1. Thanks for the comment Jenna, and for dropping by the blog. And I’m with on the periodic indulgence in some “back home” food. Anyone who has spent any time abroad knows this to be true. There’s always that comfort food that you miss, and it’s great to be able to satisfy the craving. In addition to food, many of these restaurants are also a great place to get free wifi. ~James

    1. I’m with you Cameron. Starbucks did this one right. I have no problem with US chains overseas, as long as their architecture fits in, and this building totally does. ~James

    1. Thanks Anne, for the comment and for dropping by the blog. China cups at a Starbucks? I hadn’t heard of that one. It’s just another sign that maybe corporate America can loosen up a bit. Our local Starbucks is pretty much the normal type, but since we live at the beach, Tuesday is “wear your favorite hat day”. So all is not lost. ~James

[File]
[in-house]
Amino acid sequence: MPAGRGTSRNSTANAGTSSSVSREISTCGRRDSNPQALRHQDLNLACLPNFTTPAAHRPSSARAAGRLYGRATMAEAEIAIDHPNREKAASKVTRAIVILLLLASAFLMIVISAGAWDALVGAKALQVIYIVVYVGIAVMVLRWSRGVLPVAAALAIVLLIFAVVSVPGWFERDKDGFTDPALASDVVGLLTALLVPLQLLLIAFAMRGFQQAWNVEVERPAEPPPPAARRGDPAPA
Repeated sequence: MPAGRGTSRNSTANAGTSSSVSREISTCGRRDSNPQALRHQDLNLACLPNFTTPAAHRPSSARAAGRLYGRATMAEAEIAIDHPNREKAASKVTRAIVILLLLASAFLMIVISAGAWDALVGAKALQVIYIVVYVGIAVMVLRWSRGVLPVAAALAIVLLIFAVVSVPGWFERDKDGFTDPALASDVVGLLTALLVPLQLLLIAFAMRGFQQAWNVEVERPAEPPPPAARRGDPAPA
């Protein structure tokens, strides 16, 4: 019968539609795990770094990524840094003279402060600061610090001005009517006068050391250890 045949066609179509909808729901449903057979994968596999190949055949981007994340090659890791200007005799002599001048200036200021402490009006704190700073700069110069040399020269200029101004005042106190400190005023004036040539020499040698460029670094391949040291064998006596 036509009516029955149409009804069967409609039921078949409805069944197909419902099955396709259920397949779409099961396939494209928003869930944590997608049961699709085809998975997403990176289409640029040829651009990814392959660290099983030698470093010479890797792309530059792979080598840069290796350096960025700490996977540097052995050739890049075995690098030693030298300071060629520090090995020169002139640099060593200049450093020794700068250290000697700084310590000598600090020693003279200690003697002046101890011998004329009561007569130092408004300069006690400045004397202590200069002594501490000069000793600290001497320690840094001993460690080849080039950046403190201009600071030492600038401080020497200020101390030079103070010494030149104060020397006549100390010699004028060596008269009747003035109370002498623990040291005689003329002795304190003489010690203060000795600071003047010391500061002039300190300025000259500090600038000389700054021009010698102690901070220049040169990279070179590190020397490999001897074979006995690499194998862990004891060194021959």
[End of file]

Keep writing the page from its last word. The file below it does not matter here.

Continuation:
3. I like Starbucks because it is reliable. If I can’t find a local cafe, and I need my daily caffeine fix, Starbucks always comes through. While there are several local cafes we’ll visit near where we will be staying in Paris this summer, I also noticed there is a Starbucks (just in case).

    But that said, I think I would want to go to these chain establishments in other countries just to see what is different. I hear that McDonalds has very different menu options in Asia too, so if (or more likely when) I wander to Asia one day, I’ll probably stop in just to see what’s different!

    1. Thanks for the comment Jen. I’m pretty much in your camp on both counts. In cultures that don’t have a coffee tradition (e.g. Asia and Far East) it’s nice to know a place to get a good cuppa joe. I don’t go unless I have to, but I don’t hesitate either. And McDonalds does make some minor changes, but in general, everybody wants the typical menu. However, I have to say, that McD’c coffee in Europe is very good. And the biggest problem that you’ll have in Paris will be finding a cup of coffee that doesn’t break the bank. ~James